Erdoğan’s approval rating bolstered by coronavirus pandemic – Metropoll
Turkey’s coronavirus pandemic has worked in Recep Tayyip Erdoğan’s favour with the president’s approval rating surging to a record high, research firm Metropoll said in a March 2020 survey.
Erdoğan’s rating leapt to 55.8 percent in March, up 14.7 percentage points from 41.1 percent in February. The increase was partially accredited to supporters from the opposition Republican People’s Party (CHP) and the pro-Kurdish Peoples’ Democratic Party.
The pollster said a possible cause for the increased rating was the desire by societies to seek "strong leadership" when faced with extraordinary and chaotic times, like the pandemic.
In contrast, those who did not approve of the president's mandate dropped from 51.7 percent in February to 39.9 percent.
Metropoll pointed out that it last measured Erdoğan’s recent level of support during the August-September 2016 period, shortly after a failed coup attempt in July that year.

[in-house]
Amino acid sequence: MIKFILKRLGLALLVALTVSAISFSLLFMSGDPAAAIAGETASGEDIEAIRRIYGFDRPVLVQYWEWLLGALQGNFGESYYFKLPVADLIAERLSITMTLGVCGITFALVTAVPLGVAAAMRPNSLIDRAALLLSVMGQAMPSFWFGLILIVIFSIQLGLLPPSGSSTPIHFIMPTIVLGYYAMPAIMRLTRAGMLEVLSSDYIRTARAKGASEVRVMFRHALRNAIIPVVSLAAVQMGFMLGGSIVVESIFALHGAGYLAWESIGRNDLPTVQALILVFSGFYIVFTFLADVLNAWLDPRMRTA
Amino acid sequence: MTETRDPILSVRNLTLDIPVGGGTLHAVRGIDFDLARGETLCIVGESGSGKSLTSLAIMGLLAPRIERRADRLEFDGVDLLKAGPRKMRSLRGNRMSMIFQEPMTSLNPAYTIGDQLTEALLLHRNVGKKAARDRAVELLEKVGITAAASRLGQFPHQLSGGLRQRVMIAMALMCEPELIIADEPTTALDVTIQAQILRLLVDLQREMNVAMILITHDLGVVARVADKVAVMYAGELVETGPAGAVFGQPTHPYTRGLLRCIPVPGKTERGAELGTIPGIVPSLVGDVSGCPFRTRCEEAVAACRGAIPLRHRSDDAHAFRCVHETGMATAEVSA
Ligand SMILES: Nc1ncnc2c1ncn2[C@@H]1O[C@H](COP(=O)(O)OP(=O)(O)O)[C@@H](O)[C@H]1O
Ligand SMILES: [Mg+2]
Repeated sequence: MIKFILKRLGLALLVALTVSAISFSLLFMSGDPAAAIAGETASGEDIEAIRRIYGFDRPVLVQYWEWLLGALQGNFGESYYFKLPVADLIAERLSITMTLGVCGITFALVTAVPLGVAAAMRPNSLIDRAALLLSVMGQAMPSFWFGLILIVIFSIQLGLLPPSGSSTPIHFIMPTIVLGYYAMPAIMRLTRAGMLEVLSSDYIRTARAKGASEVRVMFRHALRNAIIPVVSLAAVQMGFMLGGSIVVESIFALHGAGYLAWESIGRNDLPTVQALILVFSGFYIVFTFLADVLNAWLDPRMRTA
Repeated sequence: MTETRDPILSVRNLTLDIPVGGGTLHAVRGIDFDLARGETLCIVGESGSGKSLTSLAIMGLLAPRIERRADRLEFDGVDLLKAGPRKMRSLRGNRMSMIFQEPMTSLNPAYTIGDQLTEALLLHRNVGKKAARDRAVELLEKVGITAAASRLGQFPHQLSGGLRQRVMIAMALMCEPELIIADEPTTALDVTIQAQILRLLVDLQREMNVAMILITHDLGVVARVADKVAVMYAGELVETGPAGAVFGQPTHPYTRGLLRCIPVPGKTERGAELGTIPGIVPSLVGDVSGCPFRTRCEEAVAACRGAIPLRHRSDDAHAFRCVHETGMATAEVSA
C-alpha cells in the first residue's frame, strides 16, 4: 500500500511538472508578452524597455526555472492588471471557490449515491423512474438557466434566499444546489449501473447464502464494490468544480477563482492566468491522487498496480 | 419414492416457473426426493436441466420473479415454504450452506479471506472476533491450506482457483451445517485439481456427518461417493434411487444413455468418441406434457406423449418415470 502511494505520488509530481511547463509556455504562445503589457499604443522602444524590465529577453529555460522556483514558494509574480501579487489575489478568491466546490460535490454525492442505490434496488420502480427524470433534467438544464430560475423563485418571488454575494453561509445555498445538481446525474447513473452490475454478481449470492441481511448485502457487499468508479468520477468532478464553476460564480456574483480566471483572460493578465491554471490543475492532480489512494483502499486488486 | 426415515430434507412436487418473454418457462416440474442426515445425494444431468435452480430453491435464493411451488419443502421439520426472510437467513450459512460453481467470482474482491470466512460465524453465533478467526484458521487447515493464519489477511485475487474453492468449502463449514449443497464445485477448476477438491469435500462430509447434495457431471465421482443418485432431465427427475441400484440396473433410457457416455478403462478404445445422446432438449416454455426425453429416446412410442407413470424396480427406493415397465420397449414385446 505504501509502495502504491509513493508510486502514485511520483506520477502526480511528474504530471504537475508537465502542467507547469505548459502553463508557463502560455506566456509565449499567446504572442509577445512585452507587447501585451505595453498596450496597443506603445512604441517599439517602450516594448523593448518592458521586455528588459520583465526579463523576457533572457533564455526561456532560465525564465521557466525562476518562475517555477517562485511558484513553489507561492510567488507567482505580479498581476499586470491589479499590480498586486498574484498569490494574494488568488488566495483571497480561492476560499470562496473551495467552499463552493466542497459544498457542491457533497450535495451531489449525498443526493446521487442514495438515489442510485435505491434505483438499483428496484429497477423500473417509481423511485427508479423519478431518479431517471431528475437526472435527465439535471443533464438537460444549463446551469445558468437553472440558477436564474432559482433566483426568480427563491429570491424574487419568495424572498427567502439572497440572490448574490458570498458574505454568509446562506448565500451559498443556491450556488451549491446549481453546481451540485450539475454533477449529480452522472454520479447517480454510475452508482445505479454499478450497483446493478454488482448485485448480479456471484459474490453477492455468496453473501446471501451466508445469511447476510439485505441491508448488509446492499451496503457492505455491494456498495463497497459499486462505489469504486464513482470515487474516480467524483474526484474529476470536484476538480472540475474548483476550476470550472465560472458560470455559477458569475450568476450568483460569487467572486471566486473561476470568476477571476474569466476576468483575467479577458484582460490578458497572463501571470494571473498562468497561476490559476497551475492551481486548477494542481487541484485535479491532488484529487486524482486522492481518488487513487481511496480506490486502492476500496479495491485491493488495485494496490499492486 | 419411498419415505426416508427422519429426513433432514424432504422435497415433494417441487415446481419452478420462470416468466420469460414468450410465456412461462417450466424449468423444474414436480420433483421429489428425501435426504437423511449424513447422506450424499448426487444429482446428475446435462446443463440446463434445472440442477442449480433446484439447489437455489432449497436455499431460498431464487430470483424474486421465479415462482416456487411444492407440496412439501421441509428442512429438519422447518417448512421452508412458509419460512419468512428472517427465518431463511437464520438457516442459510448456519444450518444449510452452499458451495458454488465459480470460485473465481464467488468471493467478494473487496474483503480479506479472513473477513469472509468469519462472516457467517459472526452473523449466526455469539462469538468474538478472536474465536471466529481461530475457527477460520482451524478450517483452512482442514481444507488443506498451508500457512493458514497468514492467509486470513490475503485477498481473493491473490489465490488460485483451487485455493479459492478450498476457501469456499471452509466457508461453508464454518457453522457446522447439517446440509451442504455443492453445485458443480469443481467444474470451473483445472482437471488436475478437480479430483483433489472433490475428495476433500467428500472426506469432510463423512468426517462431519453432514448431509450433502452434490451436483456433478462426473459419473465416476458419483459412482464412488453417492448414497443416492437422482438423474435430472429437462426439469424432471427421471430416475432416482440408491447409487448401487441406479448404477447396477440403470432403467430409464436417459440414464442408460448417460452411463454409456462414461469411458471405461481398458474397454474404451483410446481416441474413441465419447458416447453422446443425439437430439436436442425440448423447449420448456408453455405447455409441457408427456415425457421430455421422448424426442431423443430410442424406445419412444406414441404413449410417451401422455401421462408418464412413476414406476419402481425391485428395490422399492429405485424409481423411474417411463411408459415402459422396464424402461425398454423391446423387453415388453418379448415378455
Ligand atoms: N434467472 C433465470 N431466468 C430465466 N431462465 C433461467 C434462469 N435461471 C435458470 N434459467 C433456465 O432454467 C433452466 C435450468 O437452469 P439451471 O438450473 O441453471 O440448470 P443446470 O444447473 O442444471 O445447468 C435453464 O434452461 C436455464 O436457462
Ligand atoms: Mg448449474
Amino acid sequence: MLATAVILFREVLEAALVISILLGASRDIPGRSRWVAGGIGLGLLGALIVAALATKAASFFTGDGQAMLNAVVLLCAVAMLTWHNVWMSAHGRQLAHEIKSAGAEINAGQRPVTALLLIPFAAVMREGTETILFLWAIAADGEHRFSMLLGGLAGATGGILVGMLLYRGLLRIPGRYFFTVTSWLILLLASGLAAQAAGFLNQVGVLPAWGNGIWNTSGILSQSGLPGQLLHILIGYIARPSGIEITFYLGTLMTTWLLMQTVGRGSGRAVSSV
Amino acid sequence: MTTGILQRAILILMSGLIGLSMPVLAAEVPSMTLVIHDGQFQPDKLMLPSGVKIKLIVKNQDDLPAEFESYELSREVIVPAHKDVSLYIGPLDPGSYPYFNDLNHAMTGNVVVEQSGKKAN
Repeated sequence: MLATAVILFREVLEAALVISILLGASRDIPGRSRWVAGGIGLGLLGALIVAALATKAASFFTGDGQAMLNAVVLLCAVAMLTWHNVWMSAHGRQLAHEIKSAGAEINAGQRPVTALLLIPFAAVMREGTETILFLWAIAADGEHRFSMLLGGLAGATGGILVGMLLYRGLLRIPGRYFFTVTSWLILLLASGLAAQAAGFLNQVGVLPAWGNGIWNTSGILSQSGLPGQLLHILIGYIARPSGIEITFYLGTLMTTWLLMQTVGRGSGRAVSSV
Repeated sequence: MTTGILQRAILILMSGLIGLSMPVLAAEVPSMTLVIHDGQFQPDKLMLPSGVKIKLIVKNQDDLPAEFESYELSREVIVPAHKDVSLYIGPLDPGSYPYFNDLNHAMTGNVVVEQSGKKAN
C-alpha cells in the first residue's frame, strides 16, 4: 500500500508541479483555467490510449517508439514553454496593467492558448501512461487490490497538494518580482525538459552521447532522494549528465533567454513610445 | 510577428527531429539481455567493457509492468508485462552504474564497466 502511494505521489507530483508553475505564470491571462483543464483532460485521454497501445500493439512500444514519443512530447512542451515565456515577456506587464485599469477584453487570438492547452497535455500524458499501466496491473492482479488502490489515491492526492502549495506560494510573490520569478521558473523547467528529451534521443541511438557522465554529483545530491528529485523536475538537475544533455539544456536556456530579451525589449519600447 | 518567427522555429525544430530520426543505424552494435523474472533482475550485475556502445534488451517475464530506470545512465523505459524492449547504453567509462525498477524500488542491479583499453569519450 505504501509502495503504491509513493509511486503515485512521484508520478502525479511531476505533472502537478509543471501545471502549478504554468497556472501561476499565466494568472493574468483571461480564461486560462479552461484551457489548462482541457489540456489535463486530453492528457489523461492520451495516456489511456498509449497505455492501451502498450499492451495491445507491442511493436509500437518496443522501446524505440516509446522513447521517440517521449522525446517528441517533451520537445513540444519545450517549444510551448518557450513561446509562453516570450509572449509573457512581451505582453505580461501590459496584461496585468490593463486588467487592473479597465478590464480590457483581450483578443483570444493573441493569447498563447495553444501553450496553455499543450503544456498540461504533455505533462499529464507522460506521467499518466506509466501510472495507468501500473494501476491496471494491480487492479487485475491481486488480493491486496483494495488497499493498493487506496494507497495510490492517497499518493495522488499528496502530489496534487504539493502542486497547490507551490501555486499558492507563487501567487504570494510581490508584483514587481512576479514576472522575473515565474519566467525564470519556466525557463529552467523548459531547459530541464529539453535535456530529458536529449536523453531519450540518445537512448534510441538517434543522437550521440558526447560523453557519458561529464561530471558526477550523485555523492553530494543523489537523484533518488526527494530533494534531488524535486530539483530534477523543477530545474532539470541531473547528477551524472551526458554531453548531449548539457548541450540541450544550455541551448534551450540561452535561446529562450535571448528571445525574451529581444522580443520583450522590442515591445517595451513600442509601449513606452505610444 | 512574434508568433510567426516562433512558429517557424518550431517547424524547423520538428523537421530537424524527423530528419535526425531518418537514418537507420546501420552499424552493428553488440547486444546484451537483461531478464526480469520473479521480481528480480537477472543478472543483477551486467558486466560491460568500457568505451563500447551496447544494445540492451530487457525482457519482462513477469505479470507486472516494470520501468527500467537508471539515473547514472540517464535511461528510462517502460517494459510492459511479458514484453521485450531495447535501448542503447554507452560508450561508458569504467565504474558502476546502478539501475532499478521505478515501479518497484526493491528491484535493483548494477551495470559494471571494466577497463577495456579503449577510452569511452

However, the survey emphasised that ratings for Istanbul Mayor Ekrem İmamoğlu and Ankara Mayor Mansur Yavaş – both from the CHP – shared similar outcomes, suggesting that support for “strong leadership” was not exclusive to the Turkish president.
Between Dec. 2019 and Feb. 2020, the approval ratings of all Turkish politicians had dropped, only to rise again in March 2020, the polling firm said.
According to the research, the top five civil servants to benefit from the change were Erdoğan, who had the highest rating, followed by İmamoğlu, Yavaş, opposition centre-right Good Party’s Meral Akşener and AKP ally Nationalist Movement Party leader Devlet Bahçeli, respectively.
Before the pandemic, Erdoğan’s approval rating had steadily dropped since Turkey’s increased intervention in Syria’s Idlib province in 2020, ultimately resulting in the deaths of at least 36 Turkish soldiers from a Syrian air raid.
The president last saw a spike in his rating, 51.7 percent in October, when Turkey launched a cross-border military operation against Kurdish-led groups in Syria’s northeast.